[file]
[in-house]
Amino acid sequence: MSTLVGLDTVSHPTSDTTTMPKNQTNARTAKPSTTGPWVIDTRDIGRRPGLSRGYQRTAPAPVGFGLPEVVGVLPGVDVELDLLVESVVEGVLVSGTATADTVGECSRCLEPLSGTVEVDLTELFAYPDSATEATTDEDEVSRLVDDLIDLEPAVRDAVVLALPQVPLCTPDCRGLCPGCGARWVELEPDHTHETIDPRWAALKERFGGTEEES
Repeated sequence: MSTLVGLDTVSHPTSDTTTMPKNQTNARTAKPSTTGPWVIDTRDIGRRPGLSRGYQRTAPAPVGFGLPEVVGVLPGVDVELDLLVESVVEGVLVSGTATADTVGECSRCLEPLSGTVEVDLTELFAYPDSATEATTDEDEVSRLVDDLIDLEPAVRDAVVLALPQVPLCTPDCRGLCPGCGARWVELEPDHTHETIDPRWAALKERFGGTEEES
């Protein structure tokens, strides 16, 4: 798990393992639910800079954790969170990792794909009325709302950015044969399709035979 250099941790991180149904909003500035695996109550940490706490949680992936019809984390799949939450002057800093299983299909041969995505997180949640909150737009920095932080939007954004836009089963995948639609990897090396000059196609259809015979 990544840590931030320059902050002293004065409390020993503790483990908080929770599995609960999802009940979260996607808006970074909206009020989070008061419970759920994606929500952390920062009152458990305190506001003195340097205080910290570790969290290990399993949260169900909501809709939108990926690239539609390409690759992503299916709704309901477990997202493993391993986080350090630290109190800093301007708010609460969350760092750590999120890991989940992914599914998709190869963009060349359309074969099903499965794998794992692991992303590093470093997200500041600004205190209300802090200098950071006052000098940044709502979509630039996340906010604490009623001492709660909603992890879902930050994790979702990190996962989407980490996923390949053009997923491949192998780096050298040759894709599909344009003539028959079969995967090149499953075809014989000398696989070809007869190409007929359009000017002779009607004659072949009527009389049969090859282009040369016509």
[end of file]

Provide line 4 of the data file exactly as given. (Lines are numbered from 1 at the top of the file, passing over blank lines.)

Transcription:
């Protein structure tokens, strides 16, 4: 798990393992639910800079954790969170990792794909009325709302950015044969399709035979 250099941790991180149904909003500035695996109550940490706490949680992936019809984390799949939450002057800093299983299909041969995505997180949640909150737009920095932080939007954004836009089963995948639609990897090396000059196609259809015979 990544840590931030320059902050002293004065409390020993503790483990908080929770599995609960999802009940979260996607808006970074909206009020989070008061419970759920994606929500952390920062009152458990305190506001003195340097205080910290570790969290290990399993949260169900909501809709939108990926690239539609390409690759992503299916709704309901477990997202493993391993986080350090630290109190800093301007708010609460969350760092750590999120890991989940992914599914998709190869963009060349359309074969099903499965794998794992692991992303590093470093997200500041600004205190209300802090200098950071006052000098940044709502979509630039996340906010604490009623001492709660909603992890879902930050994790979702990190996962989407980490996923390949053009997923491949192998780096050298040759894709599909344009003539028959079969995967090149499953075809014989000398696989070809007869190409007929359009000017002779009607004659072949009527009389049969090859282009040369016509």